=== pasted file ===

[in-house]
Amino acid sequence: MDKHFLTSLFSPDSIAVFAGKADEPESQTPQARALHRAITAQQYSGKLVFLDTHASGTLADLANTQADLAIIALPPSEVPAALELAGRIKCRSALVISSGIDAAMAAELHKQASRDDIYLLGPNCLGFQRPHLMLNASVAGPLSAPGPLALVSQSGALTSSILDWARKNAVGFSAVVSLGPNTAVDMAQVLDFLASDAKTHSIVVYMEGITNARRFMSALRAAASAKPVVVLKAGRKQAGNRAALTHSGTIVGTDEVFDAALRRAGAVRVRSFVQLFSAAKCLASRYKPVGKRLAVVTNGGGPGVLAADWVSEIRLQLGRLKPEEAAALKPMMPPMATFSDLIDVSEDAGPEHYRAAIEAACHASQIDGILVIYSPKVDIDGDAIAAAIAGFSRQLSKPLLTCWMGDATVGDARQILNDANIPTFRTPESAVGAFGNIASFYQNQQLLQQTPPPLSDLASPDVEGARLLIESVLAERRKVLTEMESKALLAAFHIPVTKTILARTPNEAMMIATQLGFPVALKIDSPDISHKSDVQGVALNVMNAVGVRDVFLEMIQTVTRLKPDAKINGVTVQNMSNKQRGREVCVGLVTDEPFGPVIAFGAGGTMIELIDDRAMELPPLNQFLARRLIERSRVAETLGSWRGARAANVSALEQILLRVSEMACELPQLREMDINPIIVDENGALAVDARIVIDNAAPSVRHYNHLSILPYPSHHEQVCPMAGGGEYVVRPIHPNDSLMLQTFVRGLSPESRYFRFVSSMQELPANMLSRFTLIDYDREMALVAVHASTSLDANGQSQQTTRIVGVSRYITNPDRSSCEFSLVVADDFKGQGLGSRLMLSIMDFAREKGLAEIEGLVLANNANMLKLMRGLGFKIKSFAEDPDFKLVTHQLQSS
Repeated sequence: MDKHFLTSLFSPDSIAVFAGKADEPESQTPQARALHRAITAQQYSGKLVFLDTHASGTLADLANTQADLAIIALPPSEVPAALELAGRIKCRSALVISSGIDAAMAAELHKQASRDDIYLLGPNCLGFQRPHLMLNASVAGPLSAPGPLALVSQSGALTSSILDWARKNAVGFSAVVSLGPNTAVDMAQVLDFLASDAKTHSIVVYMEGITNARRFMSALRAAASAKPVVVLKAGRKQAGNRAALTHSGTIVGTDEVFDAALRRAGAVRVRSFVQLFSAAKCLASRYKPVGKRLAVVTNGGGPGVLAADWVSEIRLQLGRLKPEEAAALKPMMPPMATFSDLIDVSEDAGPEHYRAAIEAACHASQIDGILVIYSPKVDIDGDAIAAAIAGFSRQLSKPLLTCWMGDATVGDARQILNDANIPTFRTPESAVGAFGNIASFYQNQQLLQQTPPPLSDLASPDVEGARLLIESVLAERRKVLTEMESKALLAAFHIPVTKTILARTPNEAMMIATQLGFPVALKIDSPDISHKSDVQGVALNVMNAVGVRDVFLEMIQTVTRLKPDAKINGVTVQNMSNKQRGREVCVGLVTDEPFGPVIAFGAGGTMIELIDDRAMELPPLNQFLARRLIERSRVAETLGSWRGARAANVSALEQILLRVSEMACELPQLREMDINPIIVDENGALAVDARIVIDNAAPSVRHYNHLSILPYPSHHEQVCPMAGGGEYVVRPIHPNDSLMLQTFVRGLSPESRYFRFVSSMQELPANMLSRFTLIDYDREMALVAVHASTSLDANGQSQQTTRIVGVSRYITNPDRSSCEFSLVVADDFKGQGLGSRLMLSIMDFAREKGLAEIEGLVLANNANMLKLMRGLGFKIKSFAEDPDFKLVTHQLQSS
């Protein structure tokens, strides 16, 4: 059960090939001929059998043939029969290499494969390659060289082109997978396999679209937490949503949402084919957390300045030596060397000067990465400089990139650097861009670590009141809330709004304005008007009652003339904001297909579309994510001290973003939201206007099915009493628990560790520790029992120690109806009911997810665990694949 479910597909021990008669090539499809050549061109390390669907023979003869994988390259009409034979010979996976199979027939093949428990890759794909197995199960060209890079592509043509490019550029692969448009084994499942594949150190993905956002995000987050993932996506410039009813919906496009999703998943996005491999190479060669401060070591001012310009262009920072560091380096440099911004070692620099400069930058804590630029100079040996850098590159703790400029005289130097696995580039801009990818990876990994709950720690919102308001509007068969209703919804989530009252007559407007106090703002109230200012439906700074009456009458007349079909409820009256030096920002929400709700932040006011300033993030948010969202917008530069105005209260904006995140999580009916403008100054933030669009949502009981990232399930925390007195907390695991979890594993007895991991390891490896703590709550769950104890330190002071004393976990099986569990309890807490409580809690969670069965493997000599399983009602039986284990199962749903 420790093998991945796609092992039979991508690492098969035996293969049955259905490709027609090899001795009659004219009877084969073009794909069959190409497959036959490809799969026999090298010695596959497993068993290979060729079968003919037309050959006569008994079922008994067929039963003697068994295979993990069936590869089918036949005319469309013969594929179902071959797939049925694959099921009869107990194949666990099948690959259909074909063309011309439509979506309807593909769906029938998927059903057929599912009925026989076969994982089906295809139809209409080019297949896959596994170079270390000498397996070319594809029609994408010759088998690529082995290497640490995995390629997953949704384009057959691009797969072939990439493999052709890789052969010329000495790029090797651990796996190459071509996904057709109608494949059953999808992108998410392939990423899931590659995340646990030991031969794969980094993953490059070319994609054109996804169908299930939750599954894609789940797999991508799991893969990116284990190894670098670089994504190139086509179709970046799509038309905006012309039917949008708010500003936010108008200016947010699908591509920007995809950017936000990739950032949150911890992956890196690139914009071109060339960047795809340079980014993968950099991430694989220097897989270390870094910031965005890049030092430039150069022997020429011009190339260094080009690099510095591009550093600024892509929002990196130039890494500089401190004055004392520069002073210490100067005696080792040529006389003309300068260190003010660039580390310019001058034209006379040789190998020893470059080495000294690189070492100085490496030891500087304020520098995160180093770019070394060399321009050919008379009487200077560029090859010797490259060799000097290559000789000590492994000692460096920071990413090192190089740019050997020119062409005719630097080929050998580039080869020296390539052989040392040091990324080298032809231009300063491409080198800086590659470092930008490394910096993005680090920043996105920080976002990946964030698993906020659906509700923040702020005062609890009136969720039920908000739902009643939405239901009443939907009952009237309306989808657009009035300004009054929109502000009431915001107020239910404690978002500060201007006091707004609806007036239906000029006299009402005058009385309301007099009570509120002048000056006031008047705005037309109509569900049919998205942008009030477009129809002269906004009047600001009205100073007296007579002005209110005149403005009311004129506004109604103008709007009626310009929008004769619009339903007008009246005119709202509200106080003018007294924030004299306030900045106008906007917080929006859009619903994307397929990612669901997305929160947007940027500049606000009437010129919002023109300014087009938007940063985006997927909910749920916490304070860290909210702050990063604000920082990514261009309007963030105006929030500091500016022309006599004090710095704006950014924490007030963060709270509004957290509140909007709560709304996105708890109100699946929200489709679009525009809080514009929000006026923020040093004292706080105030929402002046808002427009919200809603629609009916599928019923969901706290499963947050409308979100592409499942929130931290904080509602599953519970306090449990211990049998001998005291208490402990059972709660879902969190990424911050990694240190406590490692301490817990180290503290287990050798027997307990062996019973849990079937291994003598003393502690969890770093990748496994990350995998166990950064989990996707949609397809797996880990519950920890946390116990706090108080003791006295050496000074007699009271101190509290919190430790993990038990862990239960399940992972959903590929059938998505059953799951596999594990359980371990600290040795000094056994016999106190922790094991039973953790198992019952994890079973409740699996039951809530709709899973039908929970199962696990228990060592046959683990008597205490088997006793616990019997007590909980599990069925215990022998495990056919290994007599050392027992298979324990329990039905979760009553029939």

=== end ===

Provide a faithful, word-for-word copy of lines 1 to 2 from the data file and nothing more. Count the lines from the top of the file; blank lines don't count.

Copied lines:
[in-house]
Amino acid sequence: MDKHFLTSLFSPDSIAVFAGKADEPESQTPQARALHRAITAQQYSGKLVFLDTHASGTLADLANTQADLAIIALPPSEVPAALELAGRIKCRSALVISSGIDAAMAAELHKQASRDDIYLLGPNCLGFQRPHLMLNASVAGPLSAPGPLALVSQSGALTSSILDWARKNAVGFSAVVSLGPNTAVDMAQVLDFLASDAKTHSIVVYMEGITNARRFMSALRAAASAKPVVVLKAGRKQAGNRAALTHSGTIVGTDEVFDAALRRAGAVRVRSFVQLFSAAKCLASRYKPVGKRLAVVTNGGGPGVLAADWVSEIRLQLGRLKPEEAAALKPMMPPMATFSDLIDVSEDAGPEHYRAAIEAACHASQIDGILVIYSPKVDIDGDAIAAAIAGFSRQLSKPLLTCWMGDATVGDARQILNDANIPTFRTPESAVGAFGNIASFYQNQQLLQQTPPPLSDLASPDVEGARLLIESVLAERRKVLTEMESKALLAAFHIPVTKTILARTPNEAMMIATQLGFPVALKIDSPDISHKSDVQGVALNVMNAVGVRDVFLEMIQTVTRLKPDAKINGVTVQNMSNKQRGREVCVGLVTDEPFGPVIAFGAGGTMIELIDDRAMELPPLNQFLARRLIERSRVAETLGSWRGARAANVSALEQILLRVSEMACELPQLREMDINPIIVDENGALAVDARIVIDNAAPSVRHYNHLSILPYPSHHEQVCPMAGGGEYVVRPIHPNDSLMLQTFVRGLSPESRYFRFVSSMQELPANMLSRFTLIDYDREMALVAVHASTSLDANGQSQQTTRIVGVSRYITNPDRSSCEFSLVVADDFKGQGLGSRLMLSIMDFAREKGLAEIEGLVLANNANMLKLMRGLGFKIKSFAEDPDFKLVTHQLQSS